he best thing about the neutrals trend is all the different ways it can be worn— classic, preppy, girly, sexy, minimalistic— the options are endless.


or an evening look, slip into a khaki colored dress in a structured cut. Pair the dress with heels in a chocolate brown and a bold necklace for a pop of color.

Phillip Lim Dress, $525, Dress. Messeca Shoes, $165, LF. Necklace, $12.95, H&M. Temperley London Wallet, Stylist’s Own.


em magazine — SPRING 2011



or a casual, daytime look, pair khaki cropped pants with a delicate, girly top. Top this look off with a spring-appropriate wedge or leather oxford. If you want to splurge on this trend, take a look at ShopBop. For an inexpensive alternative, check out Urban Outfitter’s Cheap Monday Juliana Pant for $45.

Vanessa Bruno Athé Pants, $265, Blouse, $191, and Belt, $147, Dress. Phillip Lim Bag, $525, Dress. Chanel Sandals, Hermès Scarf, and Vintage Ring, Stylist’s Own.

Use this trend as a canvas to accentuate tropical-inspired coral accessories. Use touches of coral to provide an unexpected pop to your otherwise neutral outfit. A coral bag, like the Jil Sander Satchel Bag available at Barney’s, can take you from day to night. For more affordable finds, check out H&M. They are featuring many coral accessories this season that would be perfect to pair with a neutral dress or top. em magazine — SPRING 2011



1970s T

he ‘70s are back— lush fabrics, bold make-up, big hair, decadent prints, and tons of glamour were seen on the runways of Christian Dior and Marc by Marc Jacobs.

the wide-leg Awhenlthough can be intimidating, styled and tailored correctly, it is the perfect elegant addition to your wardrobe. If you are bottom-heavy, wear a slim-fitting top to balance out the trend. Boyish and petite body types can pull off a billowing blouse in a bold color. Regardless of body type, the wide-leg pant always looks best with heels, so pair this look with a ‘70s inspired wedge or platform. The Gap has its Perfect Wide-leg Pant available for less than $50 in an array of different colors for spring. ShopBop offers more luxe options with the Rebecca Minkoff Morgan Pant for $325 and the Carlos Miele Wide-leg Trousers for $150.

Phillip Lim Pants, $375, Aaron Ashe Blouse, $209, Dress. Sandals, $49.95, Belt, $5.95, H&M.


em magazine — SPRING 2011



or another ‘70s look, try a feminine and flirty denim dress. Have fun with this trend—this isn’t the time for diamond studs and classic black pumps. Instead, experiment with neon jewelry and ‘70s inspired sunglasses. Both Urban Outfitters and Top Shop are providing affordable versions of the denim dress.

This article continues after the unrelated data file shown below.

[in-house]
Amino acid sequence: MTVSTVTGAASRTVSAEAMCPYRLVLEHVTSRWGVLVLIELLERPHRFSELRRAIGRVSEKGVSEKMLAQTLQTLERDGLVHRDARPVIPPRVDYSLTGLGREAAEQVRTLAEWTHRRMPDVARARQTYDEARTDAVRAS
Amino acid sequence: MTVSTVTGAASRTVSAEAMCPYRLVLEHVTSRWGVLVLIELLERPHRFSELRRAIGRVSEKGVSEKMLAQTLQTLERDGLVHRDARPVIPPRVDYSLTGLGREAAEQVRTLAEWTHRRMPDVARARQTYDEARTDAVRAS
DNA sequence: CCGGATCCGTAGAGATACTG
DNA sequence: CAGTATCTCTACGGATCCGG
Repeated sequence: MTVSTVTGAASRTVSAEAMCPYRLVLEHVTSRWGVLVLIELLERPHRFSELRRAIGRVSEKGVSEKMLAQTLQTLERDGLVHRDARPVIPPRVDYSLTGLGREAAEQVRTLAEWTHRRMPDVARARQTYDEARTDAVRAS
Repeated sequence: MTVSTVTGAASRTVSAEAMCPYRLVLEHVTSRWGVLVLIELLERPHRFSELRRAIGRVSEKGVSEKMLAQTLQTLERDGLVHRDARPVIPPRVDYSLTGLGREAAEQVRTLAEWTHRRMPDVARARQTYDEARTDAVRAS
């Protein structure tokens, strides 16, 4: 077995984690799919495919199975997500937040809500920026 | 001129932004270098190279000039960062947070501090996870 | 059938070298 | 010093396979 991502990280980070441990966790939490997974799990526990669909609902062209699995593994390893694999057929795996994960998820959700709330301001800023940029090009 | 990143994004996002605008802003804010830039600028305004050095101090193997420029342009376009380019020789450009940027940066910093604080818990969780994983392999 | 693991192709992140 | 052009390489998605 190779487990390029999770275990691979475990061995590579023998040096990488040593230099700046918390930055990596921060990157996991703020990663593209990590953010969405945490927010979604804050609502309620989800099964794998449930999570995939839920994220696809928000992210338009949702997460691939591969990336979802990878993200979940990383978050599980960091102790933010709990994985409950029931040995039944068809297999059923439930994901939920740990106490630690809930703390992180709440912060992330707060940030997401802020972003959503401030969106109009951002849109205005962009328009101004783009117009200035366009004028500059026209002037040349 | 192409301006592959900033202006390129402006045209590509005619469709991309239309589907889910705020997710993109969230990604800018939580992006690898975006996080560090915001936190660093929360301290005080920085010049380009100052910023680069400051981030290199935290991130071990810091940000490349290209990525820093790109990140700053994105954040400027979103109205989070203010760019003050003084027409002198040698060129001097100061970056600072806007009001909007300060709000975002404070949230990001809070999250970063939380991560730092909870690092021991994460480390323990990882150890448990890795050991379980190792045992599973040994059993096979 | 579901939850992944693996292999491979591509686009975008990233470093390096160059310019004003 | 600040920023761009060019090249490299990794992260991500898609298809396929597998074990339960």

MiH Jeans Shirt, $198, Dress. Jeffrey Campbell Shoes, $185, LF. Bangles, $5.95, and Necklace, $12.95, H&M. Chanel Bag, Stylist’s Own.

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cropped trouser

Aiko Shorts, $160, and The Local Firm T-Shirt, $100, Stel’s. Hat, $25.90, Zara. Comme des Garçons Sneakers, Ray Ban Sunglasses, and Vintage Watch, Stylist’s Own.


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This spring, men’s fashion trends are all about the letter C. Cropped pants, color blocking, and canvas bags are the new essential items, designed for the guy who wants to look good without trying. During this season’s fashion week, menswear maintained a central theme of casual confidence, designers showed collections that supported a more subtle sophistication. Whether it’s dressing up your cropped pant with a pair of loafers, balancing a color blocked ensemble with smaller neutral accessories, or pairing a canvas bag with your favorite Bermuda shorts, these trends can be easily incorporated into any wardrobe. The clothes more than prove their worth with the ability to go from everyday into night. Styling // Blake Metzger & team — Model // Cody Jue

Cropped Trouser E

mbrace your inner prep with the return of the cropped trouser this season. Whether you like them straight or cuffed, this pant is a fashion trend worth investing in. Tommy Hilfiger and Alexander McQueen sent these tailored treasures down the runway in a variety of neons and neutrals. Wear this pant to lunch or work with a patterned blazer, fitted cardigan, and striped crew neck tee. For your feet, try a pair of loafers or suede chukkas. Accessorize using a thin leather belt, or suspenders. Cropped trousers make an easy transition from afternoon to afterhours when paired with a velvet blazer, a crisp button-down shirt in a solid color, and a skinny necktie or bowtie. Complete your ensemble with a neutral sock and some lace-up oxfords. When shopping this trend, make it last by looking for classic colors like black, navy blue, or dark brown. Want the look but can’t drop the cash? Check out Zara for pants that are of higher quality than their price suggests. If you’ve got the urge to splurge, try Ralph Lauren’s Preston Pant, available at Bloomingdales.